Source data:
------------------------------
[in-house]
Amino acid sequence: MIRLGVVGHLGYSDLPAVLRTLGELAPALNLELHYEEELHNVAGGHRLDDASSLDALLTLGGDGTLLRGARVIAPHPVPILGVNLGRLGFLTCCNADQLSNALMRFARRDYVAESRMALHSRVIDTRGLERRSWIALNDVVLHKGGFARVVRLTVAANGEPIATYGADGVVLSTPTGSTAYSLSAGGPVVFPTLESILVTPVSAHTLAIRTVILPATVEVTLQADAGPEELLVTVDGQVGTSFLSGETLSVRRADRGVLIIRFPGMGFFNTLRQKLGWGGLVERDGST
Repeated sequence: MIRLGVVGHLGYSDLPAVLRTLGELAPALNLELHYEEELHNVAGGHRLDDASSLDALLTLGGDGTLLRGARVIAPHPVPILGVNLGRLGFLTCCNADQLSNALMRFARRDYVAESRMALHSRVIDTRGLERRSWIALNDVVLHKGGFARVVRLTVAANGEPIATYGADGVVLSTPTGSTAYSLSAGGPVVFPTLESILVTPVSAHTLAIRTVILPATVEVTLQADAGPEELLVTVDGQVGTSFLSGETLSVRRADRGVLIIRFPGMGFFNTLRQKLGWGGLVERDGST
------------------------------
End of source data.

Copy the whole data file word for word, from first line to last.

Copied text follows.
[in-house]
Amino acid sequence: MIRLGVVGHLGYSDLPAVLRTLGELAPALNLELHYEEELHNVAGGHRLDDASSLDALLTLGGDGTLLRGARVIAPHPVPILGVNLGRLGFLTCCNADQLSNALMRFARRDYVAESRMALHSRVIDTRGLERRSWIALNDVVLHKGGFARVVRLTVAANGEPIATYGADGVVLSTPTGSTAYSLSAGGPVVFPTLESILVTPVSAHTLAIRTVILPATVEVTLQADAGPEELLVTVDGQVGTSFLSGETLSVRRADRGVLIIRFPGMGFFNTLRQKLGWGGLVERDGST
Repeated sequence: MIRLGVVGHLGYSDLPAVLRTLGELAPALNLELHYEEELHNVAGGHRLDDASSLDALLTLGGDGTLLRGARVIAPHPVPILGVNLGRLGFLTCCNADQLSNALMRFARRDYVAESRMALHSRVIDTRGLERRSWIALNDVVLHKGGFARVVRLTVAANGEPIATYGADGVVLSTPTGSTAYSLSAGGPVVFPTLESILVTPVSAHTLAIRTVILPATVEVTLQADAGPEELLVTVDGQVGTSFLSGETLSVRRADRGVLIIRFPGMGFFNTLRQKLGWGGLVERDGST